Skara Brae and Scotland's dynamic coast
|A neolithic house at Skara Brae in its coastal setting, showing the survival of drystone-built furniture (Photo: Laurence Winram).|
Our climate is changing at an extraordinary rate. The last century has been characterised by increasing temperatures, altering patterns of precipitation and increased frequency of unpredictable and extreme weather events. In Scotland, since the early 1960s, annual precipitation levels have increased by over 20 per cent, average annual temperatures are 1° celsius warmer, the growing season has been extended by over a month and sea level rise has accelerated to over 3mm a year. The broad future trend is anticipated to be towards warmer, wetter winters and hotter, drier summers, with sea levels continuing to rise. This has implications for the historic environment, with changing climatic conditions having potential to alter and accelerate decay processes of historic monuments and archaeological sites.
Sea levels around the UK have risen by 15–20cm since 1900 and the latest sea level projections (UKCP18) are around 30 per cent higher than previous projections (UKCP09). The extent of sea level rise depends on where one is in the UK, and our future success in adhering to international agreements on the reduction of greenhouse gas emissions. However, the Met Office anticipates that sea level will continue to rise beyond 2100, even if globally we achieve a substantial reduction in emissions. In Orkney, sea level within the Bay of Skaill is expected to be up to one metre higher within our children’s lifetimes if emissions continue as they are at present. Inevitably rising sea levels will increase the rate and extent of coastal erosion, with the extent also influenced by wave height and coastal sediment supply. This will further exacerbate coastal flooding, leading to loss of, and damage to, many heritage assets. While in the past, some of Scotland’s coasts have been protected by the continuing process of isostatic uplift following the last ice age, evidence now indicates that sea level rise is outstripping this.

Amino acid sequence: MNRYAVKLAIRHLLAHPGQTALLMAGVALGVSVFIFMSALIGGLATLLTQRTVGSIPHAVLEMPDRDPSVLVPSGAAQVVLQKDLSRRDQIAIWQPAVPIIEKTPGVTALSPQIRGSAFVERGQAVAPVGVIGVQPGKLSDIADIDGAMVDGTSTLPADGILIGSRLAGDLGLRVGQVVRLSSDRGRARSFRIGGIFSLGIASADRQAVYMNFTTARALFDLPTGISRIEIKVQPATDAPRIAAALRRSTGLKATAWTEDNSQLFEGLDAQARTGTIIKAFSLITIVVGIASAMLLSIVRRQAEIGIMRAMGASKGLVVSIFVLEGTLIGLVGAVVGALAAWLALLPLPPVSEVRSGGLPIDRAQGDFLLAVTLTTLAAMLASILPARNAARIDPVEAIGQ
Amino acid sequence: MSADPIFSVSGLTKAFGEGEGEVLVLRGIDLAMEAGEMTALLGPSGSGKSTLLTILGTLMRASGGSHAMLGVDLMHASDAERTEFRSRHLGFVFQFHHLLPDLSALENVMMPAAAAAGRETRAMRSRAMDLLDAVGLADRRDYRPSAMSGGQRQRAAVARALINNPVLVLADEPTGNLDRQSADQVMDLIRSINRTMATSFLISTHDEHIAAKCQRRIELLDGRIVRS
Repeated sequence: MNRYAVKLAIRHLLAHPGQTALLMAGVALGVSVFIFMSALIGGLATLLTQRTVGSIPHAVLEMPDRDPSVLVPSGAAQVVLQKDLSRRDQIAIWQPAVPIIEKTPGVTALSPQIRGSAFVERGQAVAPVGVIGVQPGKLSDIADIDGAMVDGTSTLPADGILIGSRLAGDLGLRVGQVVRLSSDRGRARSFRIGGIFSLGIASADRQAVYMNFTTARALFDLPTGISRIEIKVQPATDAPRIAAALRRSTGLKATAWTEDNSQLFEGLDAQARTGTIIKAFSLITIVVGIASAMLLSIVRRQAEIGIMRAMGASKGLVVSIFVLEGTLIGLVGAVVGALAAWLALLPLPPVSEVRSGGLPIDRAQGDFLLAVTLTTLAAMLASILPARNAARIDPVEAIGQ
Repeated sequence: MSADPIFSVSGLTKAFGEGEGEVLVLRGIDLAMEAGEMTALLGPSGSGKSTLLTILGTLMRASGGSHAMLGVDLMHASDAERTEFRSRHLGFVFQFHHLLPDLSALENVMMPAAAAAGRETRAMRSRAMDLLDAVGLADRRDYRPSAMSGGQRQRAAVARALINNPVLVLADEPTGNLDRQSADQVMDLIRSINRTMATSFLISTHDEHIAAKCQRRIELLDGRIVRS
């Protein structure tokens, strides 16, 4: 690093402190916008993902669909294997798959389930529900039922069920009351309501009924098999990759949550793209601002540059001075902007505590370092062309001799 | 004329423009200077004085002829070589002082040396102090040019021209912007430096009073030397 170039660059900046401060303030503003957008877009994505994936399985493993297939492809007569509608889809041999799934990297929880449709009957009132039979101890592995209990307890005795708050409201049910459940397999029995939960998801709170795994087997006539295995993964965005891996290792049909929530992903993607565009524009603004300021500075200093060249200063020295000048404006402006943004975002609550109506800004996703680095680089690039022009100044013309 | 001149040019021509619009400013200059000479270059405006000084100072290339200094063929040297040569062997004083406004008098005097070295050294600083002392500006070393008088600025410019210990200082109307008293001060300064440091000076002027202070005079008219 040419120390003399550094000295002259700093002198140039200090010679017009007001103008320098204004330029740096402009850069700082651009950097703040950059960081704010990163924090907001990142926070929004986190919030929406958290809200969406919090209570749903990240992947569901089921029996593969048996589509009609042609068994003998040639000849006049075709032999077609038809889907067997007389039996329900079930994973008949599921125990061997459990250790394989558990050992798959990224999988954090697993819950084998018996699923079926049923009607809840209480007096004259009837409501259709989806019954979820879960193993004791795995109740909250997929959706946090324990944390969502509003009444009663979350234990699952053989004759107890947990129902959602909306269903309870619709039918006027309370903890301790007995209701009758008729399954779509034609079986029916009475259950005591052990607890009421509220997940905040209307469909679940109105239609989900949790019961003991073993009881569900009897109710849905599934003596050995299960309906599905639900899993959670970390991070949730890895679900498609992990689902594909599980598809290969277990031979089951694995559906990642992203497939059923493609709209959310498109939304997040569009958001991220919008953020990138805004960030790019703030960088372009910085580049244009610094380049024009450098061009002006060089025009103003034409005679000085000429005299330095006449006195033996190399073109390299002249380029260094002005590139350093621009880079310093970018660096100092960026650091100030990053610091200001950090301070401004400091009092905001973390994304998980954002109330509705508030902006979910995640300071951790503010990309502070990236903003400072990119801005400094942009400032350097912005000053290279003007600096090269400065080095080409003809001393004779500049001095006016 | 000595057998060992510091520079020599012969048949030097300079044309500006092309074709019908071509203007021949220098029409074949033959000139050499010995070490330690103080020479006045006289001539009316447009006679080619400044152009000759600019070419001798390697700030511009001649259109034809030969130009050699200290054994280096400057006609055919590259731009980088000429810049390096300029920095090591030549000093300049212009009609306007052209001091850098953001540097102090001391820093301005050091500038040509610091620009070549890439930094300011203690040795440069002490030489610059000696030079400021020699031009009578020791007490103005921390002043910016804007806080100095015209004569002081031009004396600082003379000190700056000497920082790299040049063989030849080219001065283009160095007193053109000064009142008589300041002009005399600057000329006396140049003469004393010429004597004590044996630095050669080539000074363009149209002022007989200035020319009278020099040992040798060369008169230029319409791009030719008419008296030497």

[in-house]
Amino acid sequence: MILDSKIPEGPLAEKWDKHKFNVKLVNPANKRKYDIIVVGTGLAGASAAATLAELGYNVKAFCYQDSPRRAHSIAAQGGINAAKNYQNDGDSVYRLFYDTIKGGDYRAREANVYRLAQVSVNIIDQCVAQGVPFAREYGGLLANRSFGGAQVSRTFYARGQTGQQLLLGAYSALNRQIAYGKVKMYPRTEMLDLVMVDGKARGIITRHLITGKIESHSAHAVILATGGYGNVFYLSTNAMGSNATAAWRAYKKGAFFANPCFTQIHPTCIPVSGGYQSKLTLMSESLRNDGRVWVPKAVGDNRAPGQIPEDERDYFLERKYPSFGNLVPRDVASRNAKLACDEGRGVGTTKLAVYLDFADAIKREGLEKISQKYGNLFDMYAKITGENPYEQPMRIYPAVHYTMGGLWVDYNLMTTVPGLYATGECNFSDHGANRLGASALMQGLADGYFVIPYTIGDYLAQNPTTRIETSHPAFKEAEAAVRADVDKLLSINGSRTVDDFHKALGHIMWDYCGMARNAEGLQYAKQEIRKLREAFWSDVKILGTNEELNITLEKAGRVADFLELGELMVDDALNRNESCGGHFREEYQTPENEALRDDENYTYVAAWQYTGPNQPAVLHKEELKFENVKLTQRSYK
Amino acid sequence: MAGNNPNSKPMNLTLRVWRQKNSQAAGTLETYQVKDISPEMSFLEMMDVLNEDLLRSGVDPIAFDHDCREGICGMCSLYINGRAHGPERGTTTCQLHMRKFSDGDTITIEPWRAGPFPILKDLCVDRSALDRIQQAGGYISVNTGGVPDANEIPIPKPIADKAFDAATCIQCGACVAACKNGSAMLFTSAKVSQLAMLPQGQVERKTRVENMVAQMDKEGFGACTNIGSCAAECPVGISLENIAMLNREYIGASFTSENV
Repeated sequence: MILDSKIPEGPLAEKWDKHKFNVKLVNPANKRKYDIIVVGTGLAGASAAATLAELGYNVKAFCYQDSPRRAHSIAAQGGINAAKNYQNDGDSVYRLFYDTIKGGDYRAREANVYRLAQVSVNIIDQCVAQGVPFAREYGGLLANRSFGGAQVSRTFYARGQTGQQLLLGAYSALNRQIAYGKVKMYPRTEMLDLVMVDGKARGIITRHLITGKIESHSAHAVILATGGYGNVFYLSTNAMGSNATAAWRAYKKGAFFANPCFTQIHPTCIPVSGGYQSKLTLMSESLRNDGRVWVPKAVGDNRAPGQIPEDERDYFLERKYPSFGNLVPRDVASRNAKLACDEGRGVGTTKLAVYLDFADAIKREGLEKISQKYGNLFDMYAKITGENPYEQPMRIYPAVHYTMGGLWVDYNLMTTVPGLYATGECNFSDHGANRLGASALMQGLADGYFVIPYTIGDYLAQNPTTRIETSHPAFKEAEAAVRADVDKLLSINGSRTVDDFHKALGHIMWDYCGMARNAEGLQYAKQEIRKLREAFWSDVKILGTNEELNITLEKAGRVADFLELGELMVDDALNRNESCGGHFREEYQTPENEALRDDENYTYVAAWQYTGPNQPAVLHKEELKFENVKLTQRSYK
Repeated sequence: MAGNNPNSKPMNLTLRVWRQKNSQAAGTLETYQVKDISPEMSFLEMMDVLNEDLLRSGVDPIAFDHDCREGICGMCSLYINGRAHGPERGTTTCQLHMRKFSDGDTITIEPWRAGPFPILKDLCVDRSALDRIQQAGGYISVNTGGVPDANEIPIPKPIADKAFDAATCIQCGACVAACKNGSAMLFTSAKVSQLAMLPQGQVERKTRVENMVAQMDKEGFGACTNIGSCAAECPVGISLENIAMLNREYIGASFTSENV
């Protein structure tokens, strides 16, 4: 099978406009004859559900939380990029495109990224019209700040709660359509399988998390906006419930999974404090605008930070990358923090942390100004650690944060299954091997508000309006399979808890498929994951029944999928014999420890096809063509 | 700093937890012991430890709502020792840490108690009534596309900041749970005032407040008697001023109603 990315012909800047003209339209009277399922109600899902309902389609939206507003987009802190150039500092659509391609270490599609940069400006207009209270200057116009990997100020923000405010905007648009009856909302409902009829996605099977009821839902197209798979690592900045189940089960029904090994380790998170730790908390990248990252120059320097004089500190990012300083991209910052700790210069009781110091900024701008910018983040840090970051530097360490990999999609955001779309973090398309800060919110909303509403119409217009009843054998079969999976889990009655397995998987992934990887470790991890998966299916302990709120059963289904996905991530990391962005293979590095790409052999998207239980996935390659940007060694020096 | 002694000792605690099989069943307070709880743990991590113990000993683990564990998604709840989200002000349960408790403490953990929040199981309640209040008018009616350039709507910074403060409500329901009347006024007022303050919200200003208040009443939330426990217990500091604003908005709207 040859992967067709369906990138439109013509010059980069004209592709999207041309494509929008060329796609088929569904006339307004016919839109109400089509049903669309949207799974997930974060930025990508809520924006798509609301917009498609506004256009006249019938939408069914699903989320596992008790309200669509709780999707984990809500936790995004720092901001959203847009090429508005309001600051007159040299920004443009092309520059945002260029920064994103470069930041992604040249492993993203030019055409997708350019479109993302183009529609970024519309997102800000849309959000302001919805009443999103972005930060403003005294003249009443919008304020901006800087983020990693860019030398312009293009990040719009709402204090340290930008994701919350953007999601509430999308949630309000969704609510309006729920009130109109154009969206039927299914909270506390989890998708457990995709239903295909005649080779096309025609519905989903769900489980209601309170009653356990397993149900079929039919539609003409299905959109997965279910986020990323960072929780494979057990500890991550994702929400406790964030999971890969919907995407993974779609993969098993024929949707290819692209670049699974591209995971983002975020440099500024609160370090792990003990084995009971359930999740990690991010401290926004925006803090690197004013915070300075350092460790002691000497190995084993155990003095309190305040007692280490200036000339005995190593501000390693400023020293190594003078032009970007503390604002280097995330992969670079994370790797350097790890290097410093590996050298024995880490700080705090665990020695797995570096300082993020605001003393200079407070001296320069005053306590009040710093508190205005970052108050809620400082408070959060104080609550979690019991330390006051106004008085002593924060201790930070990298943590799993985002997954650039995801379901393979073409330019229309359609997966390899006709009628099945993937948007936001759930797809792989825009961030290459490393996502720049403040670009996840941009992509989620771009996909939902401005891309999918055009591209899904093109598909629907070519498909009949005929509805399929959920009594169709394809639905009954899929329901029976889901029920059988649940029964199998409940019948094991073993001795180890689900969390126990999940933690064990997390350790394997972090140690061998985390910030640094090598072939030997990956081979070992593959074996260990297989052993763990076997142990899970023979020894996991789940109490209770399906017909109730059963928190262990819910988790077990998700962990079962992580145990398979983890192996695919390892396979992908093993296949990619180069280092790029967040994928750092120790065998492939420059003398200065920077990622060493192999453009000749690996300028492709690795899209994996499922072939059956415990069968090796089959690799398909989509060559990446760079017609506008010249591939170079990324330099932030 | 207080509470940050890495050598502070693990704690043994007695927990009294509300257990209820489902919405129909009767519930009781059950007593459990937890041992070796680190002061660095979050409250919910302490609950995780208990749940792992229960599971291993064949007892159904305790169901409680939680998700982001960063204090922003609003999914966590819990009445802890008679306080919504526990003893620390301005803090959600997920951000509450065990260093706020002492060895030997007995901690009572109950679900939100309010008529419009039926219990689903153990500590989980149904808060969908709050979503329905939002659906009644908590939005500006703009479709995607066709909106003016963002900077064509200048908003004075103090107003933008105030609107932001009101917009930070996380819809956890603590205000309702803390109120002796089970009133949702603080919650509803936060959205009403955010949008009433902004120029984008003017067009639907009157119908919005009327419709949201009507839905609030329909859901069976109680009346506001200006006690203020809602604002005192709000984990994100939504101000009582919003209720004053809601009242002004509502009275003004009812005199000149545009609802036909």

Historic Environment Scotland (HES) and its predecessor organisations have been managing the impacts of coastal erosion for decades. Sites we look after have had sea defences in place for many years and range from prehistoric sites like Skara Brae to early modern fortifications such as Fort George. In many cases, these defences have been very effective but, of course, require ongoing monitoring and maintenance and will come under increasing pressures as climate change intensifies. At Skara Brae, we are working in partnership with many other bodies to understand the coastal processes at work in order to actively inform our ongoing management of the site.
The prehistory and history of Skara Brae is inextricably linked with its landscape setting, its exposure to natural hazards, its archaeological investigation and excavation and efforts to preserve it for future generations to enjoy. Skara Brae comprises a network of early prehistoric houses, with drystone furniture still in situ, including beds, fireplaces and dressers. The level of preservation for a domestic settlement of this age is exceptional within northern Europe. The site forms a key element within the Heart of Neolithic Orkney world heritage site (WHS), inscribed in 1999, and is a scheduled monument and a property in the care of Scottish ministers, with management delegated to HES.